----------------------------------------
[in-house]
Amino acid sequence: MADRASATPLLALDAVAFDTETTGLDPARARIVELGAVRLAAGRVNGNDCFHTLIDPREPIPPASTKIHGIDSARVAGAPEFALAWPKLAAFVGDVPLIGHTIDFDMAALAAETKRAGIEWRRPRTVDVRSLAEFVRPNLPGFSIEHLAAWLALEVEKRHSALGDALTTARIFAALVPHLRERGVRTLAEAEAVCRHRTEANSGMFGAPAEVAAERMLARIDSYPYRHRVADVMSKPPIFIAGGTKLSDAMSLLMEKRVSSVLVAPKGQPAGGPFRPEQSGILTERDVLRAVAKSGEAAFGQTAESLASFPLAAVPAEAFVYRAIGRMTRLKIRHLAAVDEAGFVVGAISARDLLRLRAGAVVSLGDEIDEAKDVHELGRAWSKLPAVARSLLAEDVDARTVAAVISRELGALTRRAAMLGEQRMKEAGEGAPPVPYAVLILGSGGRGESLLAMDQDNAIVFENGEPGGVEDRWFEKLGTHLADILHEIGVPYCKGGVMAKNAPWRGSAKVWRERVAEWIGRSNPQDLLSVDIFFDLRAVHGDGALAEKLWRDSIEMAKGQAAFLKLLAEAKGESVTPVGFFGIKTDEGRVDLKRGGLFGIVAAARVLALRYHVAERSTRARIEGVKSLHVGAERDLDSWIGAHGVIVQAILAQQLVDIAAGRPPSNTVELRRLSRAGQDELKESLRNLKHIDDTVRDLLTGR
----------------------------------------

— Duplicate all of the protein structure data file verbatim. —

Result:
[in-house]
Amino acid sequence: MADRASATPLLALDAVAFDTETTGLDPARARIVELGAVRLAAGRVNGNDCFHTLIDPREPIPPASTKIHGIDSARVAGAPEFALAWPKLAAFVGDVPLIGHTIDFDMAALAAETKRAGIEWRRPRTVDVRSLAEFVRPNLPGFSIEHLAAWLALEVEKRHSALGDALTTARIFAALVPHLRERGVRTLAEAEAVCRHRTEANSGMFGAPAEVAAERMLARIDSYPYRHRVADVMSKPPIFIAGGTKLSDAMSLLMEKRVSSVLVAPKGQPAGGPFRPEQSGILTERDVLRAVAKSGEAAFGQTAESLASFPLAAVPAEAFVYRAIGRMTRLKIRHLAAVDEAGFVVGAISARDLLRLRAGAVVSLGDEIDEAKDVHELGRAWSKLPAVARSLLAEDVDARTVAAVISRELGALTRRAAMLGEQRMKEAGEGAPPVPYAVLILGSGGRGESLLAMDQDNAIVFENGEPGGVEDRWFEKLGTHLADILHEIGVPYCKGGVMAKNAPWRGSAKVWRERVAEWIGRSNPQDLLSVDIFFDLRAVHGDGALAEKLWRDSIEMAKGQAAFLKLLAEAKGESVTPVGFFGIKTDEGRVDLKRGGLFGIVAAARVLALRYHVAERSTRARIEGVKSLHVGAERDLDSWIGAHGVIVQAILAQQLVDIAAGRPPSNTVELRRLSRAGQDELKESLRNLKHIDDTVRDLLTGR